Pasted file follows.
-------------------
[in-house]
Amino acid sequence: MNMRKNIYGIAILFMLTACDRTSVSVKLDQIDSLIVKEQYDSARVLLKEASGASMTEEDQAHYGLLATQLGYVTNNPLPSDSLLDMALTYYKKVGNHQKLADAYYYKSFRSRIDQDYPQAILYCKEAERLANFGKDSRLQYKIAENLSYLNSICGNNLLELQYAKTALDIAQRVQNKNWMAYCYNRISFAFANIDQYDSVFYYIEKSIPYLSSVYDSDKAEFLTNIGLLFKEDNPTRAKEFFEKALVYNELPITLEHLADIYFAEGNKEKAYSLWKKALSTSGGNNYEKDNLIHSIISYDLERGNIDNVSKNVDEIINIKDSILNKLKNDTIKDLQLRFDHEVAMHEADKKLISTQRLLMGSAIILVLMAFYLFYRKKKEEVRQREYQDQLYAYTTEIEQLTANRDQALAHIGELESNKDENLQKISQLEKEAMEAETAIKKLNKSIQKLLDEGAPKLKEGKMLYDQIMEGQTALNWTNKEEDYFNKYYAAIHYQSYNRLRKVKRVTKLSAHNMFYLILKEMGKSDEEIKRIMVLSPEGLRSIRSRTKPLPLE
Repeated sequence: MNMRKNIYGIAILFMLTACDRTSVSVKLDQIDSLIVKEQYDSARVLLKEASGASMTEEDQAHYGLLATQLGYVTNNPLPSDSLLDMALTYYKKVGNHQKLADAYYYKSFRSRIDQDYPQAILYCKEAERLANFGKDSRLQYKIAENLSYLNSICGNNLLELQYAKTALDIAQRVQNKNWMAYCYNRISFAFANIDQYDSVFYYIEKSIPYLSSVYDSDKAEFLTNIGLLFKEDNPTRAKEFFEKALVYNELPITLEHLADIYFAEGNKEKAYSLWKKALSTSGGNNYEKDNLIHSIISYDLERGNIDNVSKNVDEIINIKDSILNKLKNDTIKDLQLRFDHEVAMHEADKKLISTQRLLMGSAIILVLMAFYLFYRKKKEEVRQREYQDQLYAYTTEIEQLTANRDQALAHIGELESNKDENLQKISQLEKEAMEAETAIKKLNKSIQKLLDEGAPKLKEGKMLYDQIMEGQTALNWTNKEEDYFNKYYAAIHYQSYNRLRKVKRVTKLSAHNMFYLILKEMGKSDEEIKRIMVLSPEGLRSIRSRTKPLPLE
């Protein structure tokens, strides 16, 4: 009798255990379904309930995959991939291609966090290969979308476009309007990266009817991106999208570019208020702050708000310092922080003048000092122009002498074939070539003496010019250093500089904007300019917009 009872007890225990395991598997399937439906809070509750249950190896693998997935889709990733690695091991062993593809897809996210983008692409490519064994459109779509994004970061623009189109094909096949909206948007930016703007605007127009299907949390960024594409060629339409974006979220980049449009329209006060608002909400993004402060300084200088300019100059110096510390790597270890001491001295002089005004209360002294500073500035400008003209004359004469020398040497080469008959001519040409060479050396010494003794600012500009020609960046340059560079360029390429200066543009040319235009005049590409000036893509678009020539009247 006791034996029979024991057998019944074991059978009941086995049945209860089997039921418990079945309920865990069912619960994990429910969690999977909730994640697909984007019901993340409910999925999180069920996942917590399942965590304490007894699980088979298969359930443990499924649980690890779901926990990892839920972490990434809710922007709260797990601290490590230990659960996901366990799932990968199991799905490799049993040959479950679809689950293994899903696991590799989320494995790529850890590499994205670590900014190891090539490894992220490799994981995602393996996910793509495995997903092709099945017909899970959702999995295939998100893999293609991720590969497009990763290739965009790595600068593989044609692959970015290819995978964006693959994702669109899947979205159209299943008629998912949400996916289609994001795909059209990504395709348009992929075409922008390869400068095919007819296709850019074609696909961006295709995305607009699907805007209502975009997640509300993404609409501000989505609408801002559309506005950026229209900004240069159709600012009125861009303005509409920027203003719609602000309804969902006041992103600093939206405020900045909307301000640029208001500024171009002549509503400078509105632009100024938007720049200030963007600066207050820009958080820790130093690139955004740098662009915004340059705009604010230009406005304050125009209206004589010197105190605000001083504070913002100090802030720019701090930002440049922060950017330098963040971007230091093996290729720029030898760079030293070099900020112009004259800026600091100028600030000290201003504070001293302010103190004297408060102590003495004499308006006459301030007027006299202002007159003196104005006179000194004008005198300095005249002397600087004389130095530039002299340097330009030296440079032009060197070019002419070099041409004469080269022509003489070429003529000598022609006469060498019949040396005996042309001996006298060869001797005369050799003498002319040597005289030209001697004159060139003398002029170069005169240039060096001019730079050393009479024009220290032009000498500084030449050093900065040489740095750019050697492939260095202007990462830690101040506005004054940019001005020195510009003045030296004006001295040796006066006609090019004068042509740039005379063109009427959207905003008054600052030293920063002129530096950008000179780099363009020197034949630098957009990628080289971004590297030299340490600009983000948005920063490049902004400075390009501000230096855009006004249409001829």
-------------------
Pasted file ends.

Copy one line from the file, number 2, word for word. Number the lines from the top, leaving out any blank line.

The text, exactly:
Amino acid sequence: MNMRKNIYGIAILFMLTACDRTSVSVKLDQIDSLIVKEQYDSARVLLKEASGASMTEEDQAHYGLLATQLGYVTNNPLPSDSLLDMALTYYKKVGNHQKLADAYYYKSFRSRIDQDYPQAILYCKEAERLANFGKDSRLQYKIAENLSYLNSICGNNLLELQYAKTALDIAQRVQNKNWMAYCYNRISFAFANIDQYDSVFYYIEKSIPYLSSVYDSDKAEFLTNIGLLFKEDNPTRAKEFFEKALVYNELPITLEHLADIYFAEGNKEKAYSLWKKALSTSGGNNYEKDNLIHSIISYDLERGNIDNVSKNVDEIINIKDSILNKLKNDTIKDLQLRFDHEVAMHEADKKLISTQRLLMGSAIILVLMAFYLFYRKKKEEVRQREYQDQLYAYTTEIEQLTANRDQALAHIGELESNKDENLQKISQLEKEAMEAETAIKKLNKSIQKLLDEGAPKLKEGKMLYDQIMEGQTALNWTNKEEDYFNKYYAAIHYQSYNRLRKVKRVTKLSAHNMFYLILKEMGKSDEEIKRIMVLSPEGLRSIRSRTKPLPLE